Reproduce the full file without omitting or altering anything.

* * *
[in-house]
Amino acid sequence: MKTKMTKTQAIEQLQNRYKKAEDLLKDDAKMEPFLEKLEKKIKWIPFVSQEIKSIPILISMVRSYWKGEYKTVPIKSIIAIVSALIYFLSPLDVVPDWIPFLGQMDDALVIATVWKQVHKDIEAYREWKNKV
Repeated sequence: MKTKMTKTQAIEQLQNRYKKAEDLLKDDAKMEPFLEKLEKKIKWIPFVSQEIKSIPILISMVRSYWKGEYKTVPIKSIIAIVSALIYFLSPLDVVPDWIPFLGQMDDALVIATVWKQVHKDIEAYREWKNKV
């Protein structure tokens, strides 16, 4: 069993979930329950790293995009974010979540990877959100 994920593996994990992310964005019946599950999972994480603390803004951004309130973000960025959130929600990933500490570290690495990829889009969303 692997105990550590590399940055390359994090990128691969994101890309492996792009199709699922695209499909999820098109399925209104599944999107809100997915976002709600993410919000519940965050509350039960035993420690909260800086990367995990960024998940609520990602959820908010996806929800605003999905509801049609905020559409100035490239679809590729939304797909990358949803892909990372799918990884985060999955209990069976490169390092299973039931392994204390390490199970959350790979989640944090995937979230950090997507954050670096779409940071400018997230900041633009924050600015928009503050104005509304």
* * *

[in-house]
Amino acid sequence: MKTKMTKTQAIEQLQNRYKKAEDLLKDDAKMEPFLEKLEKKIKWIPFVSQEIKSIPILISMVRSYWKGEYKTVPIKSIIAIVSALIYFLSPLDVVPDWIPFLGQMDDALVIATVWKQVHKDIEAYREWKNKV
Repeated sequence: MKTKMTKTQAIEQLQNRYKKAEDLLKDDAKMEPFLEKLEKKIKWIPFVSQEIKSIPILISMVRSYWKGEYKTVPIKSIIAIVSALIYFLSPLDVVPDWIPFLGQMDDALVIATVWKQVHKDIEAYREWKNKV
């Protein structure tokens, strides 16, 4: 069993979930329950790293995009974010979540990877959100 994920593996994990992310964005019946599950999972994480603390803004951004309130973000960025959130929600990933500490570290690495990829889009969303 692997105990550590590399940055390359994090990128691969994101890309492996792009199709699922695209499909999820098109399925209104599944999107809100997915976002709600993410919000519940965050509350039960035993420690909260800086990367995990960024998940609520990602959820908010996806929800605003999905509801049609905020559409100035490239679809590729939304797909990358949803892909990372799918990884985060999955209990069976490169390092299973039931392994204390390490199970959350790979989640944090995937979230950090997507954050670096779409940071400018997230900041633009924050600015928009503050104005509304």